December 19, 2012
This blog started out years ago as a record of my explorations as I pursued a new career direction. With that purpose, the original name, Chasing Wisdom, fit pretty well. As my explorations became a long-term journey of discovery, the new name Twisting Road seemed to fit even better.
But I’ve figured a lot of things out. I’m still ‘chasing wisdom,’ and I still have a life that takes me to the scenic route, so it’s often a ‘twisting road,’ where I don’t have all the details figured out at the beginning and have to discover them along the way.
But this blog’s purpose changed as I settled into my new career as a professional coach. I guide people who want to develop themselves, especially those who want to become strong as leaders so they can take their vision and make it happen.
I work with people on personal leadership, which is taking charge of the direction and purpose of your life, and on business leadership. I especially enjoy working with people at the intersection, which is self-employment.
So which leaders and aspiring leaders would want to get ideas and inspiration from a blog called Twisting Road?
I don’t know, either!
It was a great name to capture my personal journey of self-discovery. It doesn’t work as a name for a blog for people taking charge and learning to make their own way. Heck, sometimes leaders leave the road, even a twisting road, and forge a new path!
The contents of this blog and a couple others I have written have been combined into a new blog, Blazing Core. The defining theme of the new blog is developing your core self into a thriving force that guides you and fuels you.
Join me there. And spread the word!
August 17, 2012
Barbara Winter may not have invented the idea of multiple profit centers solely, completely on her own. But she helped make the idea clear and accessible to many people by pulling together many of the details and considerations. She first talked about multiple profit centers DECADES ago, long before she wrote Making A Living Without A Job, which was nearly twenty years ago.
In a recent blog post she provides a fantastically concise, cogent overview of the power of incorporating multiple profit centers. It’s a quick read so check it out by clicking here. If you’re intrigued, pull out your copy of Making A Living Without A Job and review that section.
Don’t have a copy? Not yet? No problem! Click here and order one today!
February 9, 2012
You hear it from business development and marketing coaches and consultants everywhere, again and again.
When you go to a networking event, a presentation, a group event, or any place you can talk about your business, take plenty of business cards with you.
I think they’re wrong. (Are you really surprised?) Don’t misunderstand. If someone asks for your card it’s great to have one to give. But taking plenty puts you in the mindset of trying to pass them out. That’s how they wind up in the recycle bin later that night as people clean out their pockets.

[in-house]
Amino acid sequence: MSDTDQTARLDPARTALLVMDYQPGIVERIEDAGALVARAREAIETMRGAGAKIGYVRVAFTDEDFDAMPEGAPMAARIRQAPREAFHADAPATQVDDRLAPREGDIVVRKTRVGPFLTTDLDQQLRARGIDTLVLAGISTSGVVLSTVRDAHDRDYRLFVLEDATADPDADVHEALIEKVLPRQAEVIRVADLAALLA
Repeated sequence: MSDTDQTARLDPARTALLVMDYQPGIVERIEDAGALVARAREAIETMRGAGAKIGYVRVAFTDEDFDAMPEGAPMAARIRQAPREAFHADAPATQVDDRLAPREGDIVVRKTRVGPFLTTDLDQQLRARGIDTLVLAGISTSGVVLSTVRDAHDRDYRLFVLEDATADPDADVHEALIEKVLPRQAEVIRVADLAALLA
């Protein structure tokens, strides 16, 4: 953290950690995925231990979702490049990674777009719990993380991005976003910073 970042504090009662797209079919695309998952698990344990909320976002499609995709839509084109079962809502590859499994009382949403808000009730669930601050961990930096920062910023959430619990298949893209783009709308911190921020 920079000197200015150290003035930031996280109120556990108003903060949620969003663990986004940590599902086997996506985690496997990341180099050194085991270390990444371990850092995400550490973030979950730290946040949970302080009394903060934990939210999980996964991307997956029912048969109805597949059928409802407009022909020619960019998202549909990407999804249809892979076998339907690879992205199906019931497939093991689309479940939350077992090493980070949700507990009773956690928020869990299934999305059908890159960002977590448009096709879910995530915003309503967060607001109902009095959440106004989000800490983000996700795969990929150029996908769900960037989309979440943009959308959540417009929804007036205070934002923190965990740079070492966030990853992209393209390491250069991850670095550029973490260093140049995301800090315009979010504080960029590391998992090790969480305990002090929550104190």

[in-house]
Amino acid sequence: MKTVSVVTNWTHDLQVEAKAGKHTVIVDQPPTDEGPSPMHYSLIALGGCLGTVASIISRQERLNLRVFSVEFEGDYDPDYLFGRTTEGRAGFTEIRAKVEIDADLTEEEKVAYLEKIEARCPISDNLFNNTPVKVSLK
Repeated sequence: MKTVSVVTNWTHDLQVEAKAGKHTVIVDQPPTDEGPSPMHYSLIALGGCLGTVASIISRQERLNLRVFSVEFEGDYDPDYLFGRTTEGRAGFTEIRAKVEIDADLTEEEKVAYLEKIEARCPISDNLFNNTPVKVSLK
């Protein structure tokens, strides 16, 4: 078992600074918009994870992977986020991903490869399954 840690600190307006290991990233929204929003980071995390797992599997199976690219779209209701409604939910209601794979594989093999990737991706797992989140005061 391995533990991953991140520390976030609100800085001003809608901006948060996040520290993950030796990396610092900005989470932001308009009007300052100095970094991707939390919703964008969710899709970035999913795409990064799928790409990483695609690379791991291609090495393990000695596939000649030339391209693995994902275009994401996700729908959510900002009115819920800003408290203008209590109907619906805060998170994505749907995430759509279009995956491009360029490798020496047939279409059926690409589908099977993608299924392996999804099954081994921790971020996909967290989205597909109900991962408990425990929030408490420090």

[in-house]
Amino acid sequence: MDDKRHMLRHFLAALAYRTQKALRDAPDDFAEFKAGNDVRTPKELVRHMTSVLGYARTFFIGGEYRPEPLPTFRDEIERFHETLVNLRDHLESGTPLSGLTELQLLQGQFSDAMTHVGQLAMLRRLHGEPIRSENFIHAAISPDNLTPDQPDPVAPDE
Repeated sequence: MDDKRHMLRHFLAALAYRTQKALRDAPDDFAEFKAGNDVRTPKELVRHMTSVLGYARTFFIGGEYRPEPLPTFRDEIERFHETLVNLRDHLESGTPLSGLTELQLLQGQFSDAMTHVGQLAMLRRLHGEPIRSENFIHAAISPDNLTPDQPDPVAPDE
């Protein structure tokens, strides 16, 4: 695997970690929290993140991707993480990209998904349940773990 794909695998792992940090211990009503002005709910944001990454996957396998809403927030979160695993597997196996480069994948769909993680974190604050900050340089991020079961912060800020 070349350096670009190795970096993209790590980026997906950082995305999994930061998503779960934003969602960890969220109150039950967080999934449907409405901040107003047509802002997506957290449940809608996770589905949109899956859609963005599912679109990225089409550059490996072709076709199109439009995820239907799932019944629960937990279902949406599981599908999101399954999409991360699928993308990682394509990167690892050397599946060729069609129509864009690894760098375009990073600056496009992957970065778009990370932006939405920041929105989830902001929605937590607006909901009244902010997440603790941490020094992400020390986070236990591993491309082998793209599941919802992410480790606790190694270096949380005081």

Instead, go with the mindset of collecting business cards. Not every business card from every person, but a business card from each person you want to contact later. That gives you a specific mission at the event.
What’s the point of passing out business cards? It’s to give people a way to remember your name and have your contact information so they can follow up with you. As they stand in front of the recycle bin shuffling through the cards they collected, they’re looking and thinking, “Am I really going to e-mail this person?”
Or they put your card in the “keep” pile, a sticky, crumpled collection held together with a rubber band and thrown in a drawer, easily forgotten.
Since the point is to have people remember your name and continue the conversation, it’s better to take charge and not leave it up to them. Instead of approaching each person with the thought, “Is this person likely to hire me?” or, “Does this person maybe know someone who will hire me?” think, “Can I help this person in some way?”
If you approach each conversation listening for an opportunity to be helpful, you have a reason to follow up afterwards. When you hear a way you can be helpful, ask for the person’s card. Jot a note on the back about the kind of information you can send, like the name of a reliable plumber or directions to a hole-in-the-wall restaurant or an article you just read with some unique investment advice. It doesn’t need to be about your business or your expertise. Just be willing to help.
When you send the e-mail or make the phone call you get another chance to connect. Because you care you come across as more likeable. That makes the other person more interested in learning about you. You can offer to meet for coffee or lunch to learn more about the other person. Notice I didn’t say pitch your services to that person. Include your business information in your e-mail signature and be ready to talk about your business – when the other person asks.
Be a person worth knowing. Be interested in other people. Let people get to know you. Then they’ll be comfortable working with you or sending their friends and family to you. Walk into any event planning to be that person.